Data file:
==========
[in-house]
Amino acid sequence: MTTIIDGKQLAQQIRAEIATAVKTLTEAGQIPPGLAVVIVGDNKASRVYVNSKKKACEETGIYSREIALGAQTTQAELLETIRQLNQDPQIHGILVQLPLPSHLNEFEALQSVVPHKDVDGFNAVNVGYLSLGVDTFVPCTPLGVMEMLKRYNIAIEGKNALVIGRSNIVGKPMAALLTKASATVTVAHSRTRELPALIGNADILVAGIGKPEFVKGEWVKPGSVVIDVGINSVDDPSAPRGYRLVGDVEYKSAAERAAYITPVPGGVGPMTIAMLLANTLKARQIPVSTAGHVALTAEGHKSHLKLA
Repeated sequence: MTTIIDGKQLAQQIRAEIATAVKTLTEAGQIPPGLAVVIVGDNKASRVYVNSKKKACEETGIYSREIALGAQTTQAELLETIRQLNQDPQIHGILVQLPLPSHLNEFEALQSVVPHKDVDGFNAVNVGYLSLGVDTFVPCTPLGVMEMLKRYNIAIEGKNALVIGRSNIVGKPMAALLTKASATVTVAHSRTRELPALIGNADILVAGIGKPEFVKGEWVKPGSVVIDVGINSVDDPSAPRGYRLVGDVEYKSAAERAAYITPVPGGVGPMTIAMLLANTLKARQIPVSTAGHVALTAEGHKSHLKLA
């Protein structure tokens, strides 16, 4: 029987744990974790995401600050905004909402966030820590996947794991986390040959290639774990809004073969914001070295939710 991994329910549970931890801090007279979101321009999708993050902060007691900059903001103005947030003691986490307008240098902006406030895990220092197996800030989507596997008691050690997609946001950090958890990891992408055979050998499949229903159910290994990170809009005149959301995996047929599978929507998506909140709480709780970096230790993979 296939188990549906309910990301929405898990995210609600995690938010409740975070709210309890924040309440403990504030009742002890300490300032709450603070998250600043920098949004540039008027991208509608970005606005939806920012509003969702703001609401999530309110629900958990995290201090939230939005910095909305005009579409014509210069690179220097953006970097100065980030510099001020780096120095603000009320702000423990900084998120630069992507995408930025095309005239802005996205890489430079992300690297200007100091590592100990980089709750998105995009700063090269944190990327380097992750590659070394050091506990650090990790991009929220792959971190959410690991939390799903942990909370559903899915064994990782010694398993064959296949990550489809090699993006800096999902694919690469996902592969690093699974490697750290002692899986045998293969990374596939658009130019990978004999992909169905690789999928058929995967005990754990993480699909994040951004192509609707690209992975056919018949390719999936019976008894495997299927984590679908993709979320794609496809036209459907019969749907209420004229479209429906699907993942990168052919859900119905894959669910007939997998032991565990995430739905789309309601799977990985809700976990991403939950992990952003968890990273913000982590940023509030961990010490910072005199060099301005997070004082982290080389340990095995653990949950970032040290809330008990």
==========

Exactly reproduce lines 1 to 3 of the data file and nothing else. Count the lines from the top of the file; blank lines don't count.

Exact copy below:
[in-house]
Amino acid sequence: MTTIIDGKQLAQQIRAEIATAVKTLTEAGQIPPGLAVVIVGDNKASRVYVNSKKKACEETGIYSREIALGAQTTQAELLETIRQLNQDPQIHGILVQLPLPSHLNEFEALQSVVPHKDVDGFNAVNVGYLSLGVDTFVPCTPLGVMEMLKRYNIAIEGKNALVIGRSNIVGKPMAALLTKASATVTVAHSRTRELPALIGNADILVAGIGKPEFVKGEWVKPGSVVIDVGINSVDDPSAPRGYRLVGDVEYKSAAERAAYITPVPGGVGPMTIAMLLANTLKARQIPVSTAGHVALTAEGHKSHLKLA
Repeated sequence: MTTIIDGKQLAQQIRAEIATAVKTLTEAGQIPPGLAVVIVGDNKASRVYVNSKKKACEETGIYSREIALGAQTTQAELLETIRQLNQDPQIHGILVQLPLPSHLNEFEALQSVVPHKDVDGFNAVNVGYLSLGVDTFVPCTPLGVMEMLKRYNIAIEGKNALVIGRSNIVGKPMAALLTKASATVTVAHSRTRELPALIGNADILVAGIGKPEFVKGEWVKPGSVVIDVGINSVDDPSAPRGYRLVGDVEYKSAAERAAYITPVPGGVGPMTIAMLLANTLKARQIPVSTAGHVALTAEGHKSHLKLA